Hong Kong cancels passports of six democracy activists

Hong Kong cancels passports of six democracy activists

/ 05:07 PM June 12, 2024

Hong Kong cancels passports of six democracy activists

The Hong Kong flag is seen near the High Court in Hong Kong on July 28, 2023. The Hong Kong government said on June 12, 2024 it had cancelled the passports of six democracy activists who fled to the United Kingdom, calling them “lawless wanted criminals”. Agence France-Presse

HONG KONG — The Hong Kong government said Wednesday it had cancelled the passports of six democracy activists who fled to the United Kingdom, calling them “lawless wanted criminals”.

Since authorities quashed massive, at times violent, pro-democracy protests in 2019, Hong Kong has intensified a crackdown on dissent, enacting security laws that critics like Britain and the United States say have curbed the city’s unique freedoms.


Last year Hong Kong issued HK$1 million ($128,000) bounties for 13 activists based abroad who authorities accused of committing national security crimes.


READ: Hong Kong court convicts 14 pro-democracy activists

The six named Wednesday — all on the bounty list — are considered “lawless wanted criminals… hiding in the United Kingdom”, a government spokesperson said in a statement.

“They continue to blatantly engage in activities that endanger national security. They also make scaremongering remarks to smear and slander the Hong Kong Special Administrative Region.”

Besides canceling their Hong Kong passports, police said anyone offering funds, leasing property or running a business with them could face up to seven years in jail.

READ: Hong Kong demands online platforms remove banned protest song

The six are former lawmaker Nathan Law, veteran unionist Christopher Mung Siu-tat, and activists Finn Lau, Fok Ka-chi, Choi Ming-da and Simon Cheng, the founder of the civil society group Hongkongers in Britain.


Hong Kong officials cited a national security law passed in March — colloquially known as Article 23 — as the legal basis for cancelling their passports.

Security chief Chris Tang defended the measures as “necessary”, saying the six were “harbored in the United Kingdom and continue to collude with foreign forces”.

Asked if people would violate the law by subscribing to the activists’ content on online platforms such as Patreon and YouTube, Tang said “it is an offense to provide funds or to handle funds for those specified absconders, no matter what platform it is”.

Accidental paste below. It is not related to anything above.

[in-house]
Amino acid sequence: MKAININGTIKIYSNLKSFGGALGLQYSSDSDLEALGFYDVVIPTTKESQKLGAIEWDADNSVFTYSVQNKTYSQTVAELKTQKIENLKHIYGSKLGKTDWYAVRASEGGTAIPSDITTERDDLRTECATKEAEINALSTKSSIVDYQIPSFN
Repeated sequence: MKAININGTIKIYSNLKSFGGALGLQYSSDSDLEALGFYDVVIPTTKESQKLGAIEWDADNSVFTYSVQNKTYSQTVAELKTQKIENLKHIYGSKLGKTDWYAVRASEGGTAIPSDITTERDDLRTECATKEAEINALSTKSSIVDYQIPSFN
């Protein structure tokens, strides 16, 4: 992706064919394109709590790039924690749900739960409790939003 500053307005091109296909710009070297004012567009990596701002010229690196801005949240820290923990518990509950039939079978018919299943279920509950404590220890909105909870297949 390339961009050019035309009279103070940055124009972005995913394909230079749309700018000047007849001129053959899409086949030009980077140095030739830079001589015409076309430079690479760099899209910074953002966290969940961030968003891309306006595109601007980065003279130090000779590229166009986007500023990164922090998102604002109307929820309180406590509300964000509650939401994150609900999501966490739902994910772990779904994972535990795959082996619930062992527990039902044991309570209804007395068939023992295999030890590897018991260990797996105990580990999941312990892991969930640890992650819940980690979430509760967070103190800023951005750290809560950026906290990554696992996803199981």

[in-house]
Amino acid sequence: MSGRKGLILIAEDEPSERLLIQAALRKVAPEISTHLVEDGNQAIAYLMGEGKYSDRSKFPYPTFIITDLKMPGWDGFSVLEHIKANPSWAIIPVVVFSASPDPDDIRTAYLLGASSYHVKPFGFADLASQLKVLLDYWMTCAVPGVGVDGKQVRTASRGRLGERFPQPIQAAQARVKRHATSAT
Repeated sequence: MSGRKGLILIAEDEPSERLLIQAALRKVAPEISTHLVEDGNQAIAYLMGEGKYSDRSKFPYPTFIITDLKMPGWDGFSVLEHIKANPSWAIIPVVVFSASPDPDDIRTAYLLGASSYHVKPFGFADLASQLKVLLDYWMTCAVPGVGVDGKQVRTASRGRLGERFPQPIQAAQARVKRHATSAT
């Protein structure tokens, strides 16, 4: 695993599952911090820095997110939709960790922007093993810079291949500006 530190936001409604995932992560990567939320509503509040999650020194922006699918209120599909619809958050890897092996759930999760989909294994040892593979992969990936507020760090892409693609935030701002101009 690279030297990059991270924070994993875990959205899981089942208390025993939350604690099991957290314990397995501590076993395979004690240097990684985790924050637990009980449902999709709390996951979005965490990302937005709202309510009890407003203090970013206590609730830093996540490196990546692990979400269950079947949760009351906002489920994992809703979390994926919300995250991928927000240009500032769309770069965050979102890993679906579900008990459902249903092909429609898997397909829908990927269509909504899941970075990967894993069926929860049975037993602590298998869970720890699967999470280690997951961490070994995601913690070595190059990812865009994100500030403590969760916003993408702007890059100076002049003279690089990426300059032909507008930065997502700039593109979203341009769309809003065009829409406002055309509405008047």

In response, Finn Lau said he had only ever held a British National Overseas passport, which is available to Hong Kongers born in the former British colony before the 1997 handover to China.

“It is ridiculous to cancel (a Hong Kong passport) that never exists,” he said on X, adding it “does not deter me from advocating human rights & democracy”.

Fellow activist Mung said on Facebook, “You can cancel my passport but you can never revoke my identity as a Hongkonger”.

China’s foreign ministry spokesman Lin Jian blasted the six, saying their “nasty behavior seriously endangered national security, seriously damaged the fundamental interests of Hong Kong, and seriously attacked the bottom line of ‘one country, two systems’.”

Bounties issued

Wednesday’s move came on the fifth anniversary of a violent clash between protesters and police that marked a major escalation in the 2019 pro-democracy protests.

Under the Sino-British agreement for the handover, Hong Kong enjoys more freedoms and rights than its mainland counterparts, and once had a robust opposition bloc that advocated for more democratic processes.

After quashing the protests, Beijing imposed a sweeping security law on Hong Kong in 2020 which critics say has broken down the legal firewall that once existed between the city and mainland China.

The law — which has seen nearly 300 arrested since its enactment — also claims the power to hold accused people accountable across the world.

Article 23, the homegrown security law passed in March, granted Hong Kong authorities further enforcement powers.

The six named Wednesday have been accused of security crimes including incitement to secession, incitement to subversion and foreign collusion that could land them in prison for life.

City leader John Lee, who is under US sanctions for his role as security chief in 2019, said last year the wanted activists would be “pursued for life”.

Five others in Hong Kong have been arrested for allegedly providing financial support for the wanted activists. They were later released on bail.

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Around 40 family members and former colleagues of the bounty targets have been taken in for police questioning over the past year.

TAGS: China, Hong Kong

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